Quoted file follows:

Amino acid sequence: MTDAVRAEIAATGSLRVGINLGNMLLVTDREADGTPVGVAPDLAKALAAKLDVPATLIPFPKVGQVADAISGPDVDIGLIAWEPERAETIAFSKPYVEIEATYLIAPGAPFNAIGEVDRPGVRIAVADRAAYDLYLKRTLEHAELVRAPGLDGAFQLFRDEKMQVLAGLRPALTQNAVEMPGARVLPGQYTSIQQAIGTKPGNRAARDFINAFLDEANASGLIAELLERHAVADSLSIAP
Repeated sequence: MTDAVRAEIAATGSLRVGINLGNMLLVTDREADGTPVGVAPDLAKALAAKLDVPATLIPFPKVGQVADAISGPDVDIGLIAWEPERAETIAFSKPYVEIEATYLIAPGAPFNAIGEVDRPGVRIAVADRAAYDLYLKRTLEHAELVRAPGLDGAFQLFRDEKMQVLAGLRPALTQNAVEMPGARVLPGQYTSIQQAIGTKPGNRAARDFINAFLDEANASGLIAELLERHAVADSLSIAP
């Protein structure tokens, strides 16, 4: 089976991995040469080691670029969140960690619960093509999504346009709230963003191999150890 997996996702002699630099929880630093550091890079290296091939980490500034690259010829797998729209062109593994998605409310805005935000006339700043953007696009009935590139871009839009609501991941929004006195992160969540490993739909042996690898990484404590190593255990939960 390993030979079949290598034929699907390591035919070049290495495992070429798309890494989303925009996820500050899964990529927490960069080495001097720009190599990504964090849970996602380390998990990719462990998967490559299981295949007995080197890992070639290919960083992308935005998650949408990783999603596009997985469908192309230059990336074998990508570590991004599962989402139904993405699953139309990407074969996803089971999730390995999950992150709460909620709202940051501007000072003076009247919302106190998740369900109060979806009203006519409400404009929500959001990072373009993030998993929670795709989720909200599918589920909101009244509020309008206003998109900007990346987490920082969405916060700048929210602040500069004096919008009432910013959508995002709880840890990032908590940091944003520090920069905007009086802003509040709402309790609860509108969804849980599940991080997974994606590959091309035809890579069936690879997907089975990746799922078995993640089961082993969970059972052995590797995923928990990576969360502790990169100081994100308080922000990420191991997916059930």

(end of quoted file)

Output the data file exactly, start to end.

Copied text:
Amino acid sequence: MTDAVRAEIAATGSLRVGINLGNMLLVTDREADGTPVGVAPDLAKALAAKLDVPATLIPFPKVGQVADAISGPDVDIGLIAWEPERAETIAFSKPYVEIEATYLIAPGAPFNAIGEVDRPGVRIAVADRAAYDLYLKRTLEHAELVRAPGLDGAFQLFRDEKMQVLAGLRPALTQNAVEMPGARVLPGQYTSIQQAIGTKPGNRAARDFINAFLDEANASGLIAELLERHAVADSLSIAP
Repeated sequence: MTDAVRAEIAATGSLRVGINLGNMLLVTDREADGTPVGVAPDLAKALAAKLDVPATLIPFPKVGQVADAISGPDVDIGLIAWEPERAETIAFSKPYVEIEATYLIAPGAPFNAIGEVDRPGVRIAVADRAAYDLYLKRTLEHAELVRAPGLDGAFQLFRDEKMQVLAGLRPALTQNAVEMPGARVLPGQYTSIQQAIGTKPGNRAARDFINAFLDEANASGLIAELLERHAVADSLSIAP
């Protein structure tokens, strides 16, 4: 089976991995040469080691670029969140960690619960093509999504346009709230963003191999150890 997996996702002699630099929880630093550091890079290296091939980490500034690259010829797998729209062109593994998605409310805005935000006339700043953007696009009935590139871009839009609501991941929004006195992160969540490993739909042996690898990484404590190593255990939960 390993030979079949290598034929699907390591035919070049290495495992070429798309890494989303925009996820500050899964990529927490960069080495001097720009190599990504964090849970996602380390998990990719462990998967490559299981295949007995080197890992070639290919960083992308935005998650949408990783999603596009997985469908192309230059990336074998990508570590991004599962989402139904993405699953139309990407074969996803089971999730390995999950992150709460909620709202940051501007000072003076009247919302106190998740369900109060979806009203006519409400404009929500959001990072373009993030998993929670795709989720909200599918589920909101009244509020309008206003998109900007990346987490920082969405916060700048929210602040500069004096919008009432910013959508995002709880840890990032908590940091944003520090920069905007009086802003509040709402309790609860509108969804849980599940991080997974994606590959091309035809890579069936690879997907089975990746799922078995993640089961082993969970059972052995590797995923928990990576969360502790990169100081994100308080922000990420191991997916059930």